Marta de la Cruz
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23rd Jun 08
A ruthless gang targets seemingly defenceless group of residents in a South Bronx tenement. There will be blood. And lots of it, too.
As the more frequent EMB readers out there probably know by now, we live for Zombie Club, especially our good man Jim, who gets even more excited than Rawshark or myself. He has literally dozens of line-ups sat on his well-maintained shelves (even more than me), and many of them get talked about during those drunken ZC nights as possible inclusions for our next much-anticipated retrofest. One of the movies Jim always talks about is Tenement, and I have to admit, it sounds right up my street (no pun intended). But when were we going to prise it into the busy ZC schedule? I decided to take matters into my own hands, much to Jim's dismay ("Don't watch it until Zombie Club!"), but I knew he wouldn't mind really, so I tracked down my own copy and I'm so glad I made the effort, because this one ticks so many boxes.
A sordid tale of urban decay, Tenement takes its influence from Assault on Precinct 13, and proffers something a great deal nastier and less tasteful than its predecessor. Instead of a deserted police station, the siege takes place in a dilapidated South Bronx tenement block, where concerned residents are targeted by a bunch of very nasty 80s-style coke-snorting hoodlums, led by the one they call 'Chaco'. After a resident’s attempt to grass them in to the local police goes wrong, the group focuses attention on sheer bloody-minded revenge. Thing is, only one of the residents deserves to feel their blades on his throat, and that's Rojas - the one who shopped them into the local fuzz. Rojas is a cowardly, flabby alcoholic who sweats his way through the film, finally getting his comeuppance at the end. It doesn't come quick enough.
The other residents of the block don't deserve, or foresee, any of the unmentionable acts soon to happen, and even though they might be stereotyped to the max, they really are a likable enough bunch, written with enough verve to hold your attention for 90 minutes. They're poor, honest people who have made the tenement their home and even though they aren't always physically capable of defending their castle, they do their utmost to protect themselves. In one bizarre scene, a middle-aged (and slightly rotund!) lady attempts to abseil down the side of the building in an effort to escape/report the carnage, only for the inevitable rope-cutting moment to occur, seeing her splat onto the street below. In another scene, a sprightly old Jewish lady creeps around the corridors which white-hot hate in her heart, armed with her trusty baseball bat, ready to pounce on her approaching attackers – as my main man Jim would say, it’s worth the price of admission alone.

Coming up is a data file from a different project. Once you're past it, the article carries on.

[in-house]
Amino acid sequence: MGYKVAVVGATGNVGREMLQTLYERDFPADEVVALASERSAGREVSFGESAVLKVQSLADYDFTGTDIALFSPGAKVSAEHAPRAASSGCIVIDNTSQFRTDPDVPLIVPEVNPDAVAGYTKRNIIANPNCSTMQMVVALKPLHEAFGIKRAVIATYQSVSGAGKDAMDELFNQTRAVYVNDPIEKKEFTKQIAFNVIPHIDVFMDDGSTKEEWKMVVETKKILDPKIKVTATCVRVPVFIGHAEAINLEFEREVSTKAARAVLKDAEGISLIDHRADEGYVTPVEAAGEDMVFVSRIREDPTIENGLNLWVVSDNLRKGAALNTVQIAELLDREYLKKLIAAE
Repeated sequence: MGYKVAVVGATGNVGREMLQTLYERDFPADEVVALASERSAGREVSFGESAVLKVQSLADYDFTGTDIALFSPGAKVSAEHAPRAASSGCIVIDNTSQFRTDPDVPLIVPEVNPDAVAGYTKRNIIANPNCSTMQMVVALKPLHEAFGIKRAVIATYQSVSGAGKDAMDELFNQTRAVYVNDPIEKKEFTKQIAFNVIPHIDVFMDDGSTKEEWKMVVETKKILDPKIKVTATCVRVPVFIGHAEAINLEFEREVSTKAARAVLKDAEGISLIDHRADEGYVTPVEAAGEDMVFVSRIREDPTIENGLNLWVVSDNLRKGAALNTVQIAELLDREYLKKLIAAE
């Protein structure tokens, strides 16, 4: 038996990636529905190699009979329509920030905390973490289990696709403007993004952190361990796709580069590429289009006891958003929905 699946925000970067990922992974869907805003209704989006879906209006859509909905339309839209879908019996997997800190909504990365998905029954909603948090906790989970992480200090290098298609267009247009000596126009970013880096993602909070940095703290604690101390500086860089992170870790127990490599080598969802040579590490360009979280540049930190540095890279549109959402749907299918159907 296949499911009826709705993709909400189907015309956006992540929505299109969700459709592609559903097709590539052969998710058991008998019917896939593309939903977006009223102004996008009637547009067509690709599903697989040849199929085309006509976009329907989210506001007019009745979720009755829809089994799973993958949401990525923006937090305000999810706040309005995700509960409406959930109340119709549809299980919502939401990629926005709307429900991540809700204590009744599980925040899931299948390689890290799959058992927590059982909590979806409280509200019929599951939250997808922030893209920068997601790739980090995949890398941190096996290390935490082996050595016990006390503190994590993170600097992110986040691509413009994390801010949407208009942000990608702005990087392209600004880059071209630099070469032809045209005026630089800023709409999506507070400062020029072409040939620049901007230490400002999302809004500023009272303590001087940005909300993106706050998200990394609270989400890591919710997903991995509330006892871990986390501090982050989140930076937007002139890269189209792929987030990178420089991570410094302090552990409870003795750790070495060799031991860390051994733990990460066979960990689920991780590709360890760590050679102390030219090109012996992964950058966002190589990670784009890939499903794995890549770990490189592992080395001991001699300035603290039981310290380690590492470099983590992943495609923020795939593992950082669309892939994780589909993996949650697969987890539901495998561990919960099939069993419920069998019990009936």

The dynamics of the residents does make for funny viewing amidst the carnage. We get everything from fearless old ladies well up for a fight to a huge, muscly heroic-type who looks like he can't be bothered to act, never mind save the day. And even though virtually every scene was shot with one take (I don't know this for a fact - you just get that impression!), these mostly amateur actors just about get away with it. And when they don't, it's even better fun! Enrique Sandino, who plays Chaco, the leader of the gang, really goes for it like he's trying to win the Oscar, especially during what can only be described as his moment of clarity, "My head...is full of blood...I'm going to get my building back!” This is pure b-movie gold. The whole gang are really good value here, and it's quite obvious that even though they desperately want to be in Escape from New York, or perhaps even Breakdance, here they are in a little gem called Tenement, and they look like they're having a blast. I don’t think I’ve ever seen a bunch of baddies who are deplorably awful at being, like, REALLY angry, shouting and screaming their way through the building, as if trying to outdo one another.
The unintentional comic relief provided is almost necessary, because Tenement doesn't pull any punches when it comes to extreme acts of violence. I found myself genuinely shocked by a couple of sequences; one in particular, which features a broom shaft and pair of open legs. The acts of violence occur as the group make their way through the floors of the building, sort of like some low-grade precursor to violent video games, and you never get bored by waiting too long before the next attack. The sequences are strong and provocative, really pushing the envelope with some cheap but effective gore, so if a barrage of cock-blasting, impaling, 'ramming', cutting, poisoning, electrocution, scalding, squashing and good old stabbing sounds like a good night out, then you really must stop by and visit Tenement sometime.
Directed with some low budget flair by porn legend Roberta Findlay (aka just about everything!), Tenement of course looks like a bargain basement effort, but it’s just the kind of bargain basement I love. It’s also reputed to be Findlay’s best non-porn effort (she also co-helmed Snuff in 1976), and although it reeks of amateurism, the story zips along at a red hot pace, and some sequences are pretty darn special. About half of these actors never appeared in anything before or since Tenement (though you will recognize Paul Calderon from The King of New York among other films), but I’d like to think that they look back on this trashy little gem with a certain sense of pride.